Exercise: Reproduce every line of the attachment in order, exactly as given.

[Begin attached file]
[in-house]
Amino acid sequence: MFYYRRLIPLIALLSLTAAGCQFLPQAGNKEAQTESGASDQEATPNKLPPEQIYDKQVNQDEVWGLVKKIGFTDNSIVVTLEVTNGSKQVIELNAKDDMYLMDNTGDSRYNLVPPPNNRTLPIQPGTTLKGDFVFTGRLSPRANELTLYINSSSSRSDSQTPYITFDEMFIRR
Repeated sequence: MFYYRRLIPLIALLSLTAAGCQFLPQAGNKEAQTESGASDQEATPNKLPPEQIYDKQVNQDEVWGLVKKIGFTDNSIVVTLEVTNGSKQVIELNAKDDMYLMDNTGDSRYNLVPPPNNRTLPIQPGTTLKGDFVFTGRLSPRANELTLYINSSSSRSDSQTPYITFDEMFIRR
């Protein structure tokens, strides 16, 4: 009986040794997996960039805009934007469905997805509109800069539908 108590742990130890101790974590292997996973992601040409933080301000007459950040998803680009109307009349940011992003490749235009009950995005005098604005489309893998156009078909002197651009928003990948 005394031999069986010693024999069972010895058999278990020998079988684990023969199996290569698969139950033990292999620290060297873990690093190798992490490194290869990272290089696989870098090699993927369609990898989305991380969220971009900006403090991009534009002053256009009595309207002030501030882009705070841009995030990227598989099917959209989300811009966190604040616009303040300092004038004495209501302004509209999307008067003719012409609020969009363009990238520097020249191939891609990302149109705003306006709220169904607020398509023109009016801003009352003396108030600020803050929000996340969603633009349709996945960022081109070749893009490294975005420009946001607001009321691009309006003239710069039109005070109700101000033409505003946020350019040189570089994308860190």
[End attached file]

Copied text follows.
[in-house]
Amino acid sequence: MFYYRRLIPLIALLSLTAAGCQFLPQAGNKEAQTESGASDQEATPNKLPPEQIYDKQVNQDEVWGLVKKIGFTDNSIVVTLEVTNGSKQVIELNAKDDMYLMDNTGDSRYNLVPPPNNRTLPIQPGTTLKGDFVFTGRLSPRANELTLYINSSSSRSDSQTPYITFDEMFIRR
Repeated sequence: MFYYRRLIPLIALLSLTAAGCQFLPQAGNKEAQTESGASDQEATPNKLPPEQIYDKQVNQDEVWGLVKKIGFTDNSIVVTLEVTNGSKQVIELNAKDDMYLMDNTGDSRYNLVPPPNNRTLPIQPGTTLKGDFVFTGRLSPRANELTLYINSSSSRSDSQTPYITFDEMFIRR
């Protein structure tokens, strides 16, 4: 009986040794997996960039805009934007469905997805509109800069539908 108590742990130890101790974590292997996973992601040409933080301000007459950040998803680009109307009349940011992003490749235009009950995005005098604005489309893998156009078909002197651009928003990948 005394031999069986010693024999069972010895058999278990020998079988684990023969199996290569698969139950033990292999620290060297873990690093190798992490490194290869990272290089696989870098090699993927369609990898989305991380969220971009900006403090991009534009002053256009009595309207002030501030882009705070841009995030990227598989099917959209989300811009966190604040616009303040300092004038004495209501302004509209999307008067003719012409609020969009363009990238520097020249191939891609990302149109705003306006709220169904607020398509023109009016801003009352003396108030600020803050929000996340969603633009349709996945960022081109070749893009490294975005420009946001607001009321691009309006003239710069039109005070109700101000033409505003946020350019040189570089994308860190």